Equipment Service User Feedback
For our services
The timely provision of Community equipment and adaptations, is a cost-effective solution which can contribute significantly to the streamlining of service responses and pathways, and support wider agendas including, hospital discharge and avoidance of admission, prevention and early intervention, frailty pathways, Anticipatory Care Planning, Mental Health & Dementia, child development, and the management of long-term conditions, including end of life care.
These interventions can allow people to do more for themselves and avoid the need for additional, more expensive, input from other services, and compliments rehabilitation intervention, for people of all ages.
A recent report from the Foundations Independent Living Trust on The Social Value of Aids and Adaptations Provided by Home Improvement Agencies, utilises blended, anonymised case studies, to illustrate significant cost benefits from early interventions and the provision of often very simple adaptations.
The Outcomes of adaptations sections of the Evidence review of home adaptations in the UK and other OECD countries, from the University of Stirling in partnership with the UK Collaborative Centre for Housing Evidence (CaCHE), details the economic benefits of adaptation provision, reviewing sources from across the world, to confirm evidence of reduction in home falls, reduction in the need for care provision (predominately informal), and reduced Care Home admissions.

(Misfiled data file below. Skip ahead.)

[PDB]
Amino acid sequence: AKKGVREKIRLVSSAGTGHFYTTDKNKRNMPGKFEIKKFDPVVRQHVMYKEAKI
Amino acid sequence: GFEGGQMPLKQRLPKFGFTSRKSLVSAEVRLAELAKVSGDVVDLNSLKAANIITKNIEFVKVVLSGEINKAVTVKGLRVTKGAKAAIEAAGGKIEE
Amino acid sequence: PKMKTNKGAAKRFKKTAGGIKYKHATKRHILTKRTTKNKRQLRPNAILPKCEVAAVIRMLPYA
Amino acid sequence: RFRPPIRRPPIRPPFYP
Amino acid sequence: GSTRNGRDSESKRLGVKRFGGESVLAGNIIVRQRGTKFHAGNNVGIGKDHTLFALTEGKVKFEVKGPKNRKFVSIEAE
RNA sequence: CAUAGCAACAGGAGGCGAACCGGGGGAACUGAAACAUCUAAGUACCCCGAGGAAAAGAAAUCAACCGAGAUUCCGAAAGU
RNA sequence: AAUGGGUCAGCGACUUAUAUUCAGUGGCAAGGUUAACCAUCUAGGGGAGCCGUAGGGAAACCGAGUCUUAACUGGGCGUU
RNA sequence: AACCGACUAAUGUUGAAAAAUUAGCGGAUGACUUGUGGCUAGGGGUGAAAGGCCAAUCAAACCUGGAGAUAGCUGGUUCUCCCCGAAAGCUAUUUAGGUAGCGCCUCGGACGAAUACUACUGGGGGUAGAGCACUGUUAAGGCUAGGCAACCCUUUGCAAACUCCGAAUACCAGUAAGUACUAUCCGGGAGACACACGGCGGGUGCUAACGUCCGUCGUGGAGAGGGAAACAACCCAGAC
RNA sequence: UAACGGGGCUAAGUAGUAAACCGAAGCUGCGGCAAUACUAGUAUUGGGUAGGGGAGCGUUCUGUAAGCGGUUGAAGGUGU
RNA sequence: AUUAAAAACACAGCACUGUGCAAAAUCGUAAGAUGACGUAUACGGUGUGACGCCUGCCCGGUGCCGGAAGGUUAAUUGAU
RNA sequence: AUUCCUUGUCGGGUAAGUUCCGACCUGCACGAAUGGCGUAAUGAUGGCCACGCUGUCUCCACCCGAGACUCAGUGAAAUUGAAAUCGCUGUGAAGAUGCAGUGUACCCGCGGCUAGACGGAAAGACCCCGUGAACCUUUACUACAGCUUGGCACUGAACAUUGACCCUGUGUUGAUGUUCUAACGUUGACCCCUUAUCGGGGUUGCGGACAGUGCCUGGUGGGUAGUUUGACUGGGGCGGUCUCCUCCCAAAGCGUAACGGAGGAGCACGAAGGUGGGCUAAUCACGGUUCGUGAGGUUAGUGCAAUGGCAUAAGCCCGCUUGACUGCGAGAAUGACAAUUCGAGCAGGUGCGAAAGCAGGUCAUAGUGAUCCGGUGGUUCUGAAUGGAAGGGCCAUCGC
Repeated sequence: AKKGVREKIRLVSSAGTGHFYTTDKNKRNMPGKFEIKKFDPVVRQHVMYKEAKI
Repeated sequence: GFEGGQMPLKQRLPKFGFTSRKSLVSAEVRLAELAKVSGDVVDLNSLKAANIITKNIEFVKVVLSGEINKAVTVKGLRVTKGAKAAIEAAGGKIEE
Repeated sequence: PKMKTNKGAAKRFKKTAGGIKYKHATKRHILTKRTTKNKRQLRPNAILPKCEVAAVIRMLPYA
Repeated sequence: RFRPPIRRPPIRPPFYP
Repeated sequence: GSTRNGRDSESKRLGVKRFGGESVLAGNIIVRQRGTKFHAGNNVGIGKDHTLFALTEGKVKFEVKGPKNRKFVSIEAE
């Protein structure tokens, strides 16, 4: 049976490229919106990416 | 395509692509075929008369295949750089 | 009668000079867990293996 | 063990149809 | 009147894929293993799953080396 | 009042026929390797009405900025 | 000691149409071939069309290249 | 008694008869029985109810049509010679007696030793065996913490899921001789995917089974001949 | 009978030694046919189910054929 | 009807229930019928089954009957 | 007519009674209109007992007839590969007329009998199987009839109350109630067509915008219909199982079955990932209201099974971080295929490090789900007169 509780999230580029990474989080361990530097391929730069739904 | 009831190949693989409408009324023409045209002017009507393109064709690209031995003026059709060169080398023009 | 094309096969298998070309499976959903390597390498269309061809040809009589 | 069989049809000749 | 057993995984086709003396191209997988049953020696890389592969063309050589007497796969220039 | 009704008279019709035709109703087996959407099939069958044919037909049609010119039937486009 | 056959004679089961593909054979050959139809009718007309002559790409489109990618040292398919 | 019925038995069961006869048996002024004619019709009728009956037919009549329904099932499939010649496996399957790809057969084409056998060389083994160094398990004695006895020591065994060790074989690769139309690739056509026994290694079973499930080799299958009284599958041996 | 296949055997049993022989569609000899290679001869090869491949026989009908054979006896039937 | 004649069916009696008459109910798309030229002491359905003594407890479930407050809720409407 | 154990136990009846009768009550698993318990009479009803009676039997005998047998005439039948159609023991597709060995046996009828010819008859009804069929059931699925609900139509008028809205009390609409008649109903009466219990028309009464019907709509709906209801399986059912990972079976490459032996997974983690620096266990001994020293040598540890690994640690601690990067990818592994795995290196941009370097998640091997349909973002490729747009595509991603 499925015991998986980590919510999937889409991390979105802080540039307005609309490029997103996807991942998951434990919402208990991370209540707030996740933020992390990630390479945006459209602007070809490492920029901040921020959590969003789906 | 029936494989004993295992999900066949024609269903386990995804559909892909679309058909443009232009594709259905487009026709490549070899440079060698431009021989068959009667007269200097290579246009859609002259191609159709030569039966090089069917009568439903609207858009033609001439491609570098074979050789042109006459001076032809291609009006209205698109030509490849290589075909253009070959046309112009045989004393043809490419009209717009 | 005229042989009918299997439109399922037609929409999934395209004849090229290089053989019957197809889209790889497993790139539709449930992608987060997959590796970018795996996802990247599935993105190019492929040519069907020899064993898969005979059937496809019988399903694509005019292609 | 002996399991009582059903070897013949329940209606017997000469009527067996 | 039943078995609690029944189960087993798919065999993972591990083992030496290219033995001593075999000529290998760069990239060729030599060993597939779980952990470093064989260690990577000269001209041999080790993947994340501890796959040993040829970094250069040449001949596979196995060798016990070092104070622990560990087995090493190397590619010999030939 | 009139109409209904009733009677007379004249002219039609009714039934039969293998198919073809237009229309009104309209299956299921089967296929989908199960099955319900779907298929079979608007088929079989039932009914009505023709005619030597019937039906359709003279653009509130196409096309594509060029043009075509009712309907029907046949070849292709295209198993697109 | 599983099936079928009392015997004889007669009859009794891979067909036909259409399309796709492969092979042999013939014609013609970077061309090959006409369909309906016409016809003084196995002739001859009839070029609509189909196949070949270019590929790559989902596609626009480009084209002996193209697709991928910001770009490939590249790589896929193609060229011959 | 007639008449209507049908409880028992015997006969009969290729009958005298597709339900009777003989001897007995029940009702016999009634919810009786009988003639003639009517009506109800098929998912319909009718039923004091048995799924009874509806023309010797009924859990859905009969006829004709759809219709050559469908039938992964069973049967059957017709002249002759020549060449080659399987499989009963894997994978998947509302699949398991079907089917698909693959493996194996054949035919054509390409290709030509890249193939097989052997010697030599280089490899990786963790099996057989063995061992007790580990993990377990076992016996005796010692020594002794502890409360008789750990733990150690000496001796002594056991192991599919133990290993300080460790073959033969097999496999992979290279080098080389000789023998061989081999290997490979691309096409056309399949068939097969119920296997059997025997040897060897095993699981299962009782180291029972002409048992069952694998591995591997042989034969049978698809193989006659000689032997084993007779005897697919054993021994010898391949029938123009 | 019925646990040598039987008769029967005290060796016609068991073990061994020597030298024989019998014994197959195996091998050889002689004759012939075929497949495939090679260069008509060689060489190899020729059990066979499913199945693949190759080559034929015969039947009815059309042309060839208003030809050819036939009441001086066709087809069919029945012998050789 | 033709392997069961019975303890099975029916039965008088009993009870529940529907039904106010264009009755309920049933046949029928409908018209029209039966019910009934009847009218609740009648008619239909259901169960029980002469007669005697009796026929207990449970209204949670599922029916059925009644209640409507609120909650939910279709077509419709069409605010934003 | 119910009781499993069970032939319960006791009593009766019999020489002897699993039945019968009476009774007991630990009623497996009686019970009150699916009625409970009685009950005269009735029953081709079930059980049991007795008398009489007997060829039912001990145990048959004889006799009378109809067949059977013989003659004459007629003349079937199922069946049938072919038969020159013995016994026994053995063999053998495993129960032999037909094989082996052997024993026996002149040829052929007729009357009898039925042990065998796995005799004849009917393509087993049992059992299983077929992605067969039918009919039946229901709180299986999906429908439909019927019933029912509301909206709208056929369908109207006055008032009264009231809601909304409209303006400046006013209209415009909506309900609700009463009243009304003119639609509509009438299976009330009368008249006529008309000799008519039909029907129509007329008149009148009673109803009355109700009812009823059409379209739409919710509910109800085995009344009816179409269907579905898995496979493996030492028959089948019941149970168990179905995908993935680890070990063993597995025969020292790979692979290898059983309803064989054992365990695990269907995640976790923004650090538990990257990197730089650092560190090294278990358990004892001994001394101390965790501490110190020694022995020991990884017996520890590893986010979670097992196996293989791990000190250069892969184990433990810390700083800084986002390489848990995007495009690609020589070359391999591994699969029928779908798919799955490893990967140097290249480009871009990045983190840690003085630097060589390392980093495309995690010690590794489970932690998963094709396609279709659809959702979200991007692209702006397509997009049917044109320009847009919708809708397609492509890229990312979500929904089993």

One large store service in Scotland estimated that approximately 80% of equipment provided by community based occupational therapists is under the value of £50, equating to approximately 20% of overall equipment expenditure. This is because low cost equipment (procured effectively at competitive rates and/or recycled at very low cost) is often the main solution for people whose needs require to be addressed urgently within the community.
Equipment is prioritised in terms of the need it meets, rather than its cost value, therefore the low value of equipment is not reflective of the type of need it is being provided to address. Often this type of equipment supports the ability to quickly deal with crisis and at key stages in vulnerable people's life's e.g. prevention of falls, avoiding admission to Care Homes and hospital, supporting hospital discharge, maintaining people of all ages to live in the community.
These lower cost equipment solutions mainly support emergency needs such as toileting, safe transfers to prevent falls, and are provided to address critical and substantial needs.
Good Practice Example
One community equipment service has been able to evidence in 2020/21, that it provided 918 deliveries of equipment to people in their communities, which directly helped avoid an admission to hospital.
- When Integration Authorities, and other relevant partners e.g. Housing and Education, are reviewing their service provision, they need to recognise the value effective and efficient community equipment and adaptations provision makes to the delivery of key service goals. Any proposed policy changes need to have scoped, and fully considered the implications of stopping or inhibiting the provision of equipment, and its wider impact on meeting wider strategic service objectives.
- Equipment and adaptation services need to be fully resourced in a way that is effectively integrated, and does not create barriers and blockages by having different funding arrangements e.g. for different types of equipment by profession or agency.